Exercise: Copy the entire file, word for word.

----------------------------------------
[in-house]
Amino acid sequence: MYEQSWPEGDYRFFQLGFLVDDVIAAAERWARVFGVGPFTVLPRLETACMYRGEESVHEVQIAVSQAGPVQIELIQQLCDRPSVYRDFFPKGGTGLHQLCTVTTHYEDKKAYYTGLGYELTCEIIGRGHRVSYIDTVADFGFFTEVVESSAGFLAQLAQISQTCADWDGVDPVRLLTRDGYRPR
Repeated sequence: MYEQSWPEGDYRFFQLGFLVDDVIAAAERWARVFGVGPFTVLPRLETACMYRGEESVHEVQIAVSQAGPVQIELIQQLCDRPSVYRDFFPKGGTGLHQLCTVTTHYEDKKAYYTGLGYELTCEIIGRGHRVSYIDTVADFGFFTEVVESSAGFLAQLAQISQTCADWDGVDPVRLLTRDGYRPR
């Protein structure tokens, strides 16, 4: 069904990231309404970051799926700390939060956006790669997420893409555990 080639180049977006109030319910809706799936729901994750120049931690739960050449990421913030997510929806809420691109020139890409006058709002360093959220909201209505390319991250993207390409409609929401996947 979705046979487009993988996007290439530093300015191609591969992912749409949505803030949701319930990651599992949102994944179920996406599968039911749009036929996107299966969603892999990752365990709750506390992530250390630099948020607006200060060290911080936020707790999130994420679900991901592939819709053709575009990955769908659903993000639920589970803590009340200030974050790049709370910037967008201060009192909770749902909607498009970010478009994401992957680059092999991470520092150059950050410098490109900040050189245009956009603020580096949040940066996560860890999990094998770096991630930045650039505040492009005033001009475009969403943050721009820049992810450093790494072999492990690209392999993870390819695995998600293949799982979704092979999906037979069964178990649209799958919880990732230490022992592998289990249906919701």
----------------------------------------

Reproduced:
[in-house]
Amino acid sequence: MYEQSWPEGDYRFFQLGFLVDDVIAAAERWARVFGVGPFTVLPRLETACMYRGEESVHEVQIAVSQAGPVQIELIQQLCDRPSVYRDFFPKGGTGLHQLCTVTTHYEDKKAYYTGLGYELTCEIIGRGHRVSYIDTVADFGFFTEVVESSAGFLAQLAQISQTCADWDGVDPVRLLTRDGYRPR
Repeated sequence: MYEQSWPEGDYRFFQLGFLVDDVIAAAERWARVFGVGPFTVLPRLETACMYRGEESVHEVQIAVSQAGPVQIELIQQLCDRPSVYRDFFPKGGTGLHQLCTVTTHYEDKKAYYTGLGYELTCEIIGRGHRVSYIDTVADFGFFTEVVESSAGFLAQLAQISQTCADWDGVDPVRLLTRDGYRPR
């Protein structure tokens, strides 16, 4: 069904990231309404970051799926700390939060956006790669997420893409555990 080639180049977006109030319910809706799936729901994750120049931690739960050449990421913030997510929806809420691109020139890409006058709002360093959220909201209505390319991250993207390409409609929401996947 979705046979487009993988996007290439530093300015191609591969992912749409949505803030949701319930990651599992949102994944179920996406599968039911749009036929996107299966969603892999990752365990709750506390992530250390630099948020607006200060060290911080936020707790999130994420679900991901592939819709053709575009990955769908659903993000639920589970803590009340200030974050790049709370910037967008201060009192909770749902909607498009970010478009994401992957680059092999991470520092150059950050410098490109900040050189245009956009603020580096949040940066996560860890999990094998770096991630930045650039505040492009005033001009475009969403943050721009820049992810450093790494072999492990690209392999993870390819695995998600293949799982979704092979999906037979069964178990649209799958919880990732230490022992592998289990249906919701």